It’s scary, sometimes, looking at the keyword searches that come to my blog. Sometimes, I would like to ignore them. I can’t. It shows me what posts are bringing people to my blog. I’ve posted about some of the keyword searches that have brought someone to my blog. This one is I Want To Kill Myself and My Son. I couldn’t let it pass without writing something. I am not familiar with suicide, but I found a couple of websites with information that I wanted to pass on.
For I Want To Kill Myself Suicide Help Information
If you are not in immediate danger because of thoughts of suicide, but need someone to talk with about your suicidal feelings, please do not hesitate to call one of the following national suicide prevention lines:
Suicide Prevention Lines
You may call these suicide prevention numbers from anywhere in the United States, 24 hours a day. People are waiting to help you. Call a suicide prevention number right now if you need to. And always remember that it is never okay to act on your thoughts of suicide. Never. Again, call a suicide prevention number now if you need to.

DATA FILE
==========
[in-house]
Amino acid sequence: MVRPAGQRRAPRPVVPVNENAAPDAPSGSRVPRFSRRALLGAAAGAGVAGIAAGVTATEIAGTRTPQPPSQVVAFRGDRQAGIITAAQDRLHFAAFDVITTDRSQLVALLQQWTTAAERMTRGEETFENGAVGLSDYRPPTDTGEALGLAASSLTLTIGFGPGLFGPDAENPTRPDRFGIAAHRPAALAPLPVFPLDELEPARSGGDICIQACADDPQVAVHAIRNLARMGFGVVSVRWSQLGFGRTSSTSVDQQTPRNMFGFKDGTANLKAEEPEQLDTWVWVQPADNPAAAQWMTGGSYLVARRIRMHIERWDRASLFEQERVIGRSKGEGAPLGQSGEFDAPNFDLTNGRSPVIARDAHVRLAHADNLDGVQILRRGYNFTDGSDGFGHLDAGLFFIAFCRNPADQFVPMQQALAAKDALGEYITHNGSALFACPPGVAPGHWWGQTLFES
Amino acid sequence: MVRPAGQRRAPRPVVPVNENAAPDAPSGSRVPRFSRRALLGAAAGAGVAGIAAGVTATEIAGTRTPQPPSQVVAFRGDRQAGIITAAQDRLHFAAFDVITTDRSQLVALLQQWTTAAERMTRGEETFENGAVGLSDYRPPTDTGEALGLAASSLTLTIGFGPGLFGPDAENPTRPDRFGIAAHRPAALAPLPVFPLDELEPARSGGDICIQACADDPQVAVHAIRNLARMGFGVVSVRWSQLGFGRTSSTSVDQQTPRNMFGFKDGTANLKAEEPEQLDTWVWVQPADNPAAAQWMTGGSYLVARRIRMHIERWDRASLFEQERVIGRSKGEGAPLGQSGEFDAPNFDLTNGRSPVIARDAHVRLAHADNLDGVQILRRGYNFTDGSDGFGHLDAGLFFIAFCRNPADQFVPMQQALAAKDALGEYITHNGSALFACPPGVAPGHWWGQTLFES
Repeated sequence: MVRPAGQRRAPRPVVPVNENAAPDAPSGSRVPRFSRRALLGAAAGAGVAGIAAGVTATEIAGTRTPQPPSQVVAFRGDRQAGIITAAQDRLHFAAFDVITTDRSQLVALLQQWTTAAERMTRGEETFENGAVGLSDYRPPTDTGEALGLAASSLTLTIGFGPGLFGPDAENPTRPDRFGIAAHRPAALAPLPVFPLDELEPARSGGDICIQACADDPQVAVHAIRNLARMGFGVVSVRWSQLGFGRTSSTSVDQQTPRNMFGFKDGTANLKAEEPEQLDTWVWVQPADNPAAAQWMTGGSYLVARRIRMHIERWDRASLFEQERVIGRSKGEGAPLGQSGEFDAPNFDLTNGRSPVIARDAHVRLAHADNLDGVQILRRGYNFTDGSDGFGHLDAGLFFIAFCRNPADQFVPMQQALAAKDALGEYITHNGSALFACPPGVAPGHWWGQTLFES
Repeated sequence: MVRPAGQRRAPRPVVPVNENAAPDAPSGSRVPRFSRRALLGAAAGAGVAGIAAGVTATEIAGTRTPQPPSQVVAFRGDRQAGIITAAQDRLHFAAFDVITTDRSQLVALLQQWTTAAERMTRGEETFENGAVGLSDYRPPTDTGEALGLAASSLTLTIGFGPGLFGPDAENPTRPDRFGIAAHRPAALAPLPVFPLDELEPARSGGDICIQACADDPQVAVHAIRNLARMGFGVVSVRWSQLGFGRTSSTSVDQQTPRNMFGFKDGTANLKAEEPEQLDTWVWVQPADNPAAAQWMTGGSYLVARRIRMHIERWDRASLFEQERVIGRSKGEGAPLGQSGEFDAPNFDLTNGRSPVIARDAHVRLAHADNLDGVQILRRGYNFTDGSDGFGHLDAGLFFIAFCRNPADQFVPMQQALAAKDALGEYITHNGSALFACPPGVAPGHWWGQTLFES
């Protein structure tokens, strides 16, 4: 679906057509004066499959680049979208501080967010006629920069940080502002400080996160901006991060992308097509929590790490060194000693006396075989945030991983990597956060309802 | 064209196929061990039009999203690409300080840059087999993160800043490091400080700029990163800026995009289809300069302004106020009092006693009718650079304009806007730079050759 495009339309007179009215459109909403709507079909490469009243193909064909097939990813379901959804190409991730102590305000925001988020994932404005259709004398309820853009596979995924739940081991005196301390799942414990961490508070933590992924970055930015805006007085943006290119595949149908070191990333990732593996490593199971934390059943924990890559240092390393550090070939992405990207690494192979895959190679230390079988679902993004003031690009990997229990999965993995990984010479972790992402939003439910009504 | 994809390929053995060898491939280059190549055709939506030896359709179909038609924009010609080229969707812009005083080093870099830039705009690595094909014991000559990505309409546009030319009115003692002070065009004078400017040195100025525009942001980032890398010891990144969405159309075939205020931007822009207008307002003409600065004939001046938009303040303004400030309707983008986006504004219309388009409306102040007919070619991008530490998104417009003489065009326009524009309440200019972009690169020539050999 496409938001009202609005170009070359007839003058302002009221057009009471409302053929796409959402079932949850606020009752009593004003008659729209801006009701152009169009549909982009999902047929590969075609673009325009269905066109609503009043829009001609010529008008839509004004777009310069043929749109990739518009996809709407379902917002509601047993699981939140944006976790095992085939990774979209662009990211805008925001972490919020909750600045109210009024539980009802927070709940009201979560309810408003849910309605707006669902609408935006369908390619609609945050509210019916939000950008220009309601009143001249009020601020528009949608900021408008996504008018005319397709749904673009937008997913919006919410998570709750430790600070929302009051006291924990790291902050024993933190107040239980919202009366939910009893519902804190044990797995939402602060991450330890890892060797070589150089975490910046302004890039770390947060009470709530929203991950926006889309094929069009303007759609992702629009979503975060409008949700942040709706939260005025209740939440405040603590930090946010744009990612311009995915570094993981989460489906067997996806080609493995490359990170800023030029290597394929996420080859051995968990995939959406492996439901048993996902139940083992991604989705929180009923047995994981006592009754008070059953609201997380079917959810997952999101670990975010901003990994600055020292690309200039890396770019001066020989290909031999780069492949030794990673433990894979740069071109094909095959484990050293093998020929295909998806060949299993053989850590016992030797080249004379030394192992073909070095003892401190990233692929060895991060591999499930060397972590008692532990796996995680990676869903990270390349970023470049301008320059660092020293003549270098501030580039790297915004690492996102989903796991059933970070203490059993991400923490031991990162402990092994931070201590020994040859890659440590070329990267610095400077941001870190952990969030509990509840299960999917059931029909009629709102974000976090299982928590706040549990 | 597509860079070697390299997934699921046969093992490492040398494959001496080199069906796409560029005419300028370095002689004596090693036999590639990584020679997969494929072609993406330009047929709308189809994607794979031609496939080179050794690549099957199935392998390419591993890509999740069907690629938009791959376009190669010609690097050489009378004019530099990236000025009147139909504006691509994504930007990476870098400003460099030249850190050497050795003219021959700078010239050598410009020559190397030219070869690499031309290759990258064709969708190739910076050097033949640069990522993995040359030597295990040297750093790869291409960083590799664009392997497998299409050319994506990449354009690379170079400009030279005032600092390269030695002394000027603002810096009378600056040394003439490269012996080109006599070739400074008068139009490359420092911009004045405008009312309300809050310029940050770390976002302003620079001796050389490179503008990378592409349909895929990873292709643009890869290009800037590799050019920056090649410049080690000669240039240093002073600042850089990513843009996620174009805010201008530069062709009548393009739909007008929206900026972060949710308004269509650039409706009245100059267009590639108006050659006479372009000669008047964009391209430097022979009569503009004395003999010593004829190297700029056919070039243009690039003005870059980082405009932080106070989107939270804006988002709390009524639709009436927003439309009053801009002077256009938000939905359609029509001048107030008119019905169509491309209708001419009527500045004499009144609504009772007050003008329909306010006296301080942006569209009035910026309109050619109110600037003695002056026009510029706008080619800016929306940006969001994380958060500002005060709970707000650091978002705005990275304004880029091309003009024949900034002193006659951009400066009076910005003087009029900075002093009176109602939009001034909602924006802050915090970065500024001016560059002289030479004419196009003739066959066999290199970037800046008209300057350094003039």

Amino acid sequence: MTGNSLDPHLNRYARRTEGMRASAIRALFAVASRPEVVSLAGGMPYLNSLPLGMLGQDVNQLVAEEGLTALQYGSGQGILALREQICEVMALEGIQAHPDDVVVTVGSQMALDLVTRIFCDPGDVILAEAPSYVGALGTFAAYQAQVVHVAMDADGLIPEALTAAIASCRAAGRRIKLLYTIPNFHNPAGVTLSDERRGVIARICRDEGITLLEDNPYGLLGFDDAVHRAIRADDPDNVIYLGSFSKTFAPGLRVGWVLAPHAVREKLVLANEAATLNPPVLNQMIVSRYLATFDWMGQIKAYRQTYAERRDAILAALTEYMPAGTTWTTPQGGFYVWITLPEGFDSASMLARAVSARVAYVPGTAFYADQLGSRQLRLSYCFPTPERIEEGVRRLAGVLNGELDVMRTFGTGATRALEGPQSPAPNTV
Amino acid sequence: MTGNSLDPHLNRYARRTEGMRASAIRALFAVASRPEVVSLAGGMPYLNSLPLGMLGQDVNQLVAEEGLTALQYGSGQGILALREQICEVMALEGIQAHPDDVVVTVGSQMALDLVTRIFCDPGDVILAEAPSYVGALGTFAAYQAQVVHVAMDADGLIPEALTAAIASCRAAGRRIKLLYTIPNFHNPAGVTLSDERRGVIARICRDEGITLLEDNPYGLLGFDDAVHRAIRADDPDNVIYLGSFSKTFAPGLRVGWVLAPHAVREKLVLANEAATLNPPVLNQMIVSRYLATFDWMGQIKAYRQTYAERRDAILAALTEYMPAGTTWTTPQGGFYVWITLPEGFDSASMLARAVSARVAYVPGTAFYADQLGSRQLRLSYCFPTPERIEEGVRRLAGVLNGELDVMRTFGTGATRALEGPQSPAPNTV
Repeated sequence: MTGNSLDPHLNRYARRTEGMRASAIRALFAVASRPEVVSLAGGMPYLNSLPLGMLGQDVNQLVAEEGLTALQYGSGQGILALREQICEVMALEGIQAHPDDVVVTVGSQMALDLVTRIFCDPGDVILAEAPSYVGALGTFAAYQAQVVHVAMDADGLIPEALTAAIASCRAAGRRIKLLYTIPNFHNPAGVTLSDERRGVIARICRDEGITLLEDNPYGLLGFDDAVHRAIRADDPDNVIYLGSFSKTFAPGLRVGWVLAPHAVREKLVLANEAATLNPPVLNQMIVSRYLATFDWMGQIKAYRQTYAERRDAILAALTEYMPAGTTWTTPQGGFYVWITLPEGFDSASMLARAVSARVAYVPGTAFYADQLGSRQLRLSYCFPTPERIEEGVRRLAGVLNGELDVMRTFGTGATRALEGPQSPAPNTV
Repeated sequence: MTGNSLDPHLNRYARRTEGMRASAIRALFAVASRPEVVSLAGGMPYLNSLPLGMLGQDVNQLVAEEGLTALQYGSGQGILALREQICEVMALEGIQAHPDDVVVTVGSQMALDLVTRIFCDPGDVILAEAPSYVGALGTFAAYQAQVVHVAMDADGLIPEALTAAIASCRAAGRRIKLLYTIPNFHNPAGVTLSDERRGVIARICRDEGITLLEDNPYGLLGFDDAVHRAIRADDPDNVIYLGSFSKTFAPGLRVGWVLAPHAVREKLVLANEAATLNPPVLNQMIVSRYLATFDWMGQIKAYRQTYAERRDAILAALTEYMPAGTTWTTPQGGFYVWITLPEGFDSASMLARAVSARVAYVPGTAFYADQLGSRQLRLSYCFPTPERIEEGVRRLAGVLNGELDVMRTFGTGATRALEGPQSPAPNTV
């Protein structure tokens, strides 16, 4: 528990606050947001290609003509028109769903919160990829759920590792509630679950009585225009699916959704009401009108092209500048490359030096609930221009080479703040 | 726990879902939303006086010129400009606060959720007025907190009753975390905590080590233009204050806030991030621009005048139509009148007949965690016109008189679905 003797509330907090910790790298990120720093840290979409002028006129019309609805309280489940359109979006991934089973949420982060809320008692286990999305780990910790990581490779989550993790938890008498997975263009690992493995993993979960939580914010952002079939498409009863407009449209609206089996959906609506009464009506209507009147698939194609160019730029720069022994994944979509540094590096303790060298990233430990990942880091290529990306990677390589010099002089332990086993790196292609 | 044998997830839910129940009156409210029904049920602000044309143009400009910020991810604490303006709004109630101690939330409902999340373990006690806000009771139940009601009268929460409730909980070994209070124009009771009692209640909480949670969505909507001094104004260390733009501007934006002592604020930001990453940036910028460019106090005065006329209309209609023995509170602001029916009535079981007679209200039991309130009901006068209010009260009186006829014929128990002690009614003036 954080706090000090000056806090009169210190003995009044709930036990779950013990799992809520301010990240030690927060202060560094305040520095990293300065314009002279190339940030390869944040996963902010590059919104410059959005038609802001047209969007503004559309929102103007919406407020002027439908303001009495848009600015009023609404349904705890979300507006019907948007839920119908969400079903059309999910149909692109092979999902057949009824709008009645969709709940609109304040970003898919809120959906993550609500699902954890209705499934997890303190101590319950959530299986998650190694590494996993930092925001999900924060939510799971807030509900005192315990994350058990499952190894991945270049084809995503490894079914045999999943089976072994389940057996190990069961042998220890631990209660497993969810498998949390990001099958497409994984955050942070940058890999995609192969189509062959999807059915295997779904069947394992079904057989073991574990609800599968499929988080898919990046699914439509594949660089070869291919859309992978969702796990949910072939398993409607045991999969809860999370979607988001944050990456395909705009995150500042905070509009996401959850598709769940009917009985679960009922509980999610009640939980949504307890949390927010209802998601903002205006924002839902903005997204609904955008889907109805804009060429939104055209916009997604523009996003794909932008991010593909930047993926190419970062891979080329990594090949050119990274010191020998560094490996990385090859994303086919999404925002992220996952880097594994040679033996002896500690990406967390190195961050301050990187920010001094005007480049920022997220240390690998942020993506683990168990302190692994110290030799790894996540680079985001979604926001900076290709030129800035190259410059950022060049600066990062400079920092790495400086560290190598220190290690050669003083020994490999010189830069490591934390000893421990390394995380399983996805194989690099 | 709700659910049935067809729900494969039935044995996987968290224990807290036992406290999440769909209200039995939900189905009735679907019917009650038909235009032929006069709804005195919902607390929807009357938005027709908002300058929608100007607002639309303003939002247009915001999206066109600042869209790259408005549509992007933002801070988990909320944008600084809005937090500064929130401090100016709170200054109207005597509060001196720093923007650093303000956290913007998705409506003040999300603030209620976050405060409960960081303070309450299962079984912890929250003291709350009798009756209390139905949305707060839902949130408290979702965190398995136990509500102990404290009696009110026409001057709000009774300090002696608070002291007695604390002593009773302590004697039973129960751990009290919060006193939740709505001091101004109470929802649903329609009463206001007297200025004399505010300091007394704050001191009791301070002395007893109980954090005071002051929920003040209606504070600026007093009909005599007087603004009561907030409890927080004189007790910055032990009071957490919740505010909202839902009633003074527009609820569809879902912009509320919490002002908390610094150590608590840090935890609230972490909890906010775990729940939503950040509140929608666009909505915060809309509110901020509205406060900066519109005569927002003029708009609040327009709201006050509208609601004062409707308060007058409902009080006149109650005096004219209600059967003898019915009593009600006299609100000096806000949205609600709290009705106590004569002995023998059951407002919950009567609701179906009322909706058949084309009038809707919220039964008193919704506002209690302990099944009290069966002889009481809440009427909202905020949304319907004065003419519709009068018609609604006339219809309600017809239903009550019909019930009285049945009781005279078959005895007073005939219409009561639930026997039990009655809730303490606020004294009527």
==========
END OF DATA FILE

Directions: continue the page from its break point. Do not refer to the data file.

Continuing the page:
Never act on your thoughts of suicide.
Extensive suicide prevention hotline numbers, categorized by country or state, can be found on the
Suicide Prevention Hotlinespages of this web site. Go to the Suicide Prevention Hotlinesindex page now if you need to. – Suicide.org
More Suicide Support Information:
But there are people out there who can be with you in this horrible time, and will not judge you, or argue with you, or send you to a hospital, or try to talk you out of how badly you feel. They will simply care for you. Find one of them. Now. Use your 24 hours, or your week, and tell someone what’s going on with you. It is okay to ask for help. Try:
- Send an anonymous e-mail to The Samaritans
- Call the National Suicide Prevention Lifeline at 1-800-273-8255 (TTY:1-800-799-4TTY)
- (In Australia, call Lifeline Australia at telephone: 13 11 14
- Teenagers, call Covenant House NineLine, 1-800-999-9999
- Look in the front of your phone book for a crisis line
- Call a psychotherapist
- Carefully choose a friend or a minister or rabbi, someone who is likely to listen – Metanoia